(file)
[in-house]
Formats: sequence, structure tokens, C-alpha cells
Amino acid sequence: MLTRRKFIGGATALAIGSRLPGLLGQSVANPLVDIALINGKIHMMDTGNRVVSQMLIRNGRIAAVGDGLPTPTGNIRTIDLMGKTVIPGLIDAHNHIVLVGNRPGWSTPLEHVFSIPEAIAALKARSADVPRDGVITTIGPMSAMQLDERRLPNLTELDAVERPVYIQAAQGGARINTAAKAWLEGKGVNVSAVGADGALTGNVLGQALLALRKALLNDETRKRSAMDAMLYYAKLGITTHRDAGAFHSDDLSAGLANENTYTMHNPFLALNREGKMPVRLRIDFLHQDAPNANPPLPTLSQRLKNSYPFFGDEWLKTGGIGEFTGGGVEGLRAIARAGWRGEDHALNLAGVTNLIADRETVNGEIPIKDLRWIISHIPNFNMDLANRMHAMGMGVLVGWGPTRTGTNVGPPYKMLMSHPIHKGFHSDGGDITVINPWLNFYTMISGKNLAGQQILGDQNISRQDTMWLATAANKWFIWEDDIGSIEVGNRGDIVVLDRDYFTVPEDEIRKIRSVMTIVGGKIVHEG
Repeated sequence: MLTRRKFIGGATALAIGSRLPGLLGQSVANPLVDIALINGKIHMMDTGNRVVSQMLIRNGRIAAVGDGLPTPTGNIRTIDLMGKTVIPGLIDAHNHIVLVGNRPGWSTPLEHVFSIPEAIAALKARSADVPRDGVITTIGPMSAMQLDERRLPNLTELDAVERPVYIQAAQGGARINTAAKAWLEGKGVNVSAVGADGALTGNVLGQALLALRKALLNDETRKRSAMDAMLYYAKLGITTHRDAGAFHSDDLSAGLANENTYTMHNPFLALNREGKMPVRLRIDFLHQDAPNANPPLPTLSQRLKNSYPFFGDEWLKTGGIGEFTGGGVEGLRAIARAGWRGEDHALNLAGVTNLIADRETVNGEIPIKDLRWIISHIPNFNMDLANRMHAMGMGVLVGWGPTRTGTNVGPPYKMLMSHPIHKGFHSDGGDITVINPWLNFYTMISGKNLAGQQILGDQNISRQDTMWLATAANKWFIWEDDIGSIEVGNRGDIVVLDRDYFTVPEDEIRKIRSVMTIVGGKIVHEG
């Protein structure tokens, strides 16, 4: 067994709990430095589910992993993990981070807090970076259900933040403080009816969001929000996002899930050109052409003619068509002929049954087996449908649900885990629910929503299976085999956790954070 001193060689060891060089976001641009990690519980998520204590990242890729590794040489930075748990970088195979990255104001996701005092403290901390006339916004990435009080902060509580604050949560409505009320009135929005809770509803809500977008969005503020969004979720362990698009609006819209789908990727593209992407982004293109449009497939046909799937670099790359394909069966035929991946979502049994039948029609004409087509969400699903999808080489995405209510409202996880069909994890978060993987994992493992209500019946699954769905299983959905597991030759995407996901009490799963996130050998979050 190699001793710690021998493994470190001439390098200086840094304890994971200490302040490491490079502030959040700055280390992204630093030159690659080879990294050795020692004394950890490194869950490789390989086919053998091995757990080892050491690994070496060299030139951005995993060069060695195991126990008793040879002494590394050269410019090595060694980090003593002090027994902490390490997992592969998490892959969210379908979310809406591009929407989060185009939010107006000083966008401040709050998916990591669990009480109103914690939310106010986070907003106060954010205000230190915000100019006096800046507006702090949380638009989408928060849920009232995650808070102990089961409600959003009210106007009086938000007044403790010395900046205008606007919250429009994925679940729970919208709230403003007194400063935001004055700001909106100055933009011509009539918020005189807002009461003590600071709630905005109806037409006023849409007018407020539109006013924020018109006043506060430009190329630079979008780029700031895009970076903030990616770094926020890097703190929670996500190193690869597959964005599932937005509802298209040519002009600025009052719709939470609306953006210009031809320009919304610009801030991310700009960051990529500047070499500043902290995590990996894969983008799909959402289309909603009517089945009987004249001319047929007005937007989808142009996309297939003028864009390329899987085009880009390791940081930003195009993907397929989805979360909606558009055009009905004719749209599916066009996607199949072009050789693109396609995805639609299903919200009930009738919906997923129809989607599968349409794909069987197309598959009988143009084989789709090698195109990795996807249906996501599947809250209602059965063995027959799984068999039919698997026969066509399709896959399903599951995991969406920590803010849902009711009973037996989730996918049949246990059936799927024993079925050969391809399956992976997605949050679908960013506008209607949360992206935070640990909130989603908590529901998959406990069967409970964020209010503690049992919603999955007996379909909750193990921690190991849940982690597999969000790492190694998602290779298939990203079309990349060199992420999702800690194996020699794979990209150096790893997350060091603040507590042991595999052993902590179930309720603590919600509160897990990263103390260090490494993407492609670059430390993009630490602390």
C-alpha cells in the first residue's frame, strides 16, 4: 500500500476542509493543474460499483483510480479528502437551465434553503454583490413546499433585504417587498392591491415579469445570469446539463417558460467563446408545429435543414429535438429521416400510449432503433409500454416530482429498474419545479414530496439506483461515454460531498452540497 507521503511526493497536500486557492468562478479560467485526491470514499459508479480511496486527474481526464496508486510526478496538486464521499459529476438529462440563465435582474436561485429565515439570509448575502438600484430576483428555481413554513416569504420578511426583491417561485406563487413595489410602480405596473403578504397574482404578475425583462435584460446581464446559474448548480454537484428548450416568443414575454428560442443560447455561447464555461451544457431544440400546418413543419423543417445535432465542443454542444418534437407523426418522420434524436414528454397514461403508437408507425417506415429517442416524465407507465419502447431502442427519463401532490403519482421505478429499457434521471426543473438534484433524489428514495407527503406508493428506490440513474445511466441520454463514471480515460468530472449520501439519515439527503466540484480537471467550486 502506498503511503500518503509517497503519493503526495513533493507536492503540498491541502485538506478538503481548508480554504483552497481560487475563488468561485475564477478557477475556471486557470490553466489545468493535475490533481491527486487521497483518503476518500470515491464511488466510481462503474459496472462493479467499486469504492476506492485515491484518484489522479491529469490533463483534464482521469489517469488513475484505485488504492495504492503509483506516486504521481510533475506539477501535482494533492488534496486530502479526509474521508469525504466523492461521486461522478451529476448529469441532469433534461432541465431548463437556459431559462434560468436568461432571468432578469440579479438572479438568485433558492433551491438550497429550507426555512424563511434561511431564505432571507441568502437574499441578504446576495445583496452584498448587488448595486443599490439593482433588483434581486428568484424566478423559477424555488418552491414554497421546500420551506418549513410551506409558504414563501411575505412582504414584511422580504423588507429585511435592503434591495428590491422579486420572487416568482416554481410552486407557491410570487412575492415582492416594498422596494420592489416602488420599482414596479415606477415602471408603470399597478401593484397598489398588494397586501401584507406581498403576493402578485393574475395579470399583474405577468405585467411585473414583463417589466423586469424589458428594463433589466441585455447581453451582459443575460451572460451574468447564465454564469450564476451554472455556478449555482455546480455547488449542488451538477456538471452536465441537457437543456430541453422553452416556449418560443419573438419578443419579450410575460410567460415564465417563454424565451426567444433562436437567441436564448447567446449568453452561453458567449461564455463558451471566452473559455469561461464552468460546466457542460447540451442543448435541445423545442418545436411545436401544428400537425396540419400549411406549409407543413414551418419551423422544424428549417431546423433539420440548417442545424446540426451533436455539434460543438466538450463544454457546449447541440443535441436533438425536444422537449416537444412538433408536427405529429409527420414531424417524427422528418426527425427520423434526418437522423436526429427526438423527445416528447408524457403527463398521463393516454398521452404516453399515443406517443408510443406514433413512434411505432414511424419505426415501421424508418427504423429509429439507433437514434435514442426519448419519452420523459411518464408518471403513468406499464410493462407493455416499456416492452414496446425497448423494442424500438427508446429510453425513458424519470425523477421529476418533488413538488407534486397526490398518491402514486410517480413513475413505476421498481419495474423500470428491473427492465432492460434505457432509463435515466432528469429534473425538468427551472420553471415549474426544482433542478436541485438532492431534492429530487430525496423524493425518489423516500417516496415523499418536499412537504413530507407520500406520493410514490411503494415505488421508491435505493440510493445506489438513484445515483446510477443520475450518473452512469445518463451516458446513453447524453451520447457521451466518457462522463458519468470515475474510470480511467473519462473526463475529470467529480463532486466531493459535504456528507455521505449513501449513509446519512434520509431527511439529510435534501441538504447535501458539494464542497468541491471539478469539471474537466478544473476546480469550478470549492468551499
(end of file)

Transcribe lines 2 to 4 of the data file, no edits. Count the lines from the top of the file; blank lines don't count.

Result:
Formats: sequence, structure tokens, C-alpha cells
Amino acid sequence: MLTRRKFIGGATALAIGSRLPGLLGQSVANPLVDIALINGKIHMMDTGNRVVSQMLIRNGRIAAVGDGLPTPTGNIRTIDLMGKTVIPGLIDAHNHIVLVGNRPGWSTPLEHVFSIPEAIAALKARSADVPRDGVITTIGPMSAMQLDERRLPNLTELDAVERPVYIQAAQGGARINTAAKAWLEGKGVNVSAVGADGALTGNVLGQALLALRKALLNDETRKRSAMDAMLYYAKLGITTHRDAGAFHSDDLSAGLANENTYTMHNPFLALNREGKMPVRLRIDFLHQDAPNANPPLPTLSQRLKNSYPFFGDEWLKTGGIGEFTGGGVEGLRAIARAGWRGEDHALNLAGVTNLIADRETVNGEIPIKDLRWIISHIPNFNMDLANRMHAMGMGVLVGWGPTRTGTNVGPPYKMLMSHPIHKGFHSDGGDITVINPWLNFYTMISGKNLAGQQILGDQNISRQDTMWLATAANKWFIWEDDIGSIEVGNRGDIVVLDRDYFTVPEDEIRKIRSVMTIVGGKIVHEG
Repeated sequence: MLTRRKFIGGATALAIGSRLPGLLGQSVANPLVDIALINGKIHMMDTGNRVVSQMLIRNGRIAAVGDGLPTPTGNIRTIDLMGKTVIPGLIDAHNHIVLVGNRPGWSTPLEHVFSIPEAIAALKARSADVPRDGVITTIGPMSAMQLDERRLPNLTELDAVERPVYIQAAQGGARINTAAKAWLEGKGVNVSAVGADGALTGNVLGQALLALRKALLNDETRKRSAMDAMLYYAKLGITTHRDAGAFHSDDLSAGLANENTYTMHNPFLALNREGKMPVRLRIDFLHQDAPNANPPLPTLSQRLKNSYPFFGDEWLKTGGIGEFTGGGVEGLRAIARAGWRGEDHALNLAGVTNLIADRETVNGEIPIKDLRWIISHIPNFNMDLANRMHAMGMGVLVGWGPTRTGTNVGPPYKMLMSHPIHKGFHSDGGDITVINPWLNFYTMISGKNLAGQQILGDQNISRQDTMWLATAANKWFIWEDDIGSIEVGNRGDIVVLDRDYFTVPEDEIRKIRSVMTIVGGKIVHEG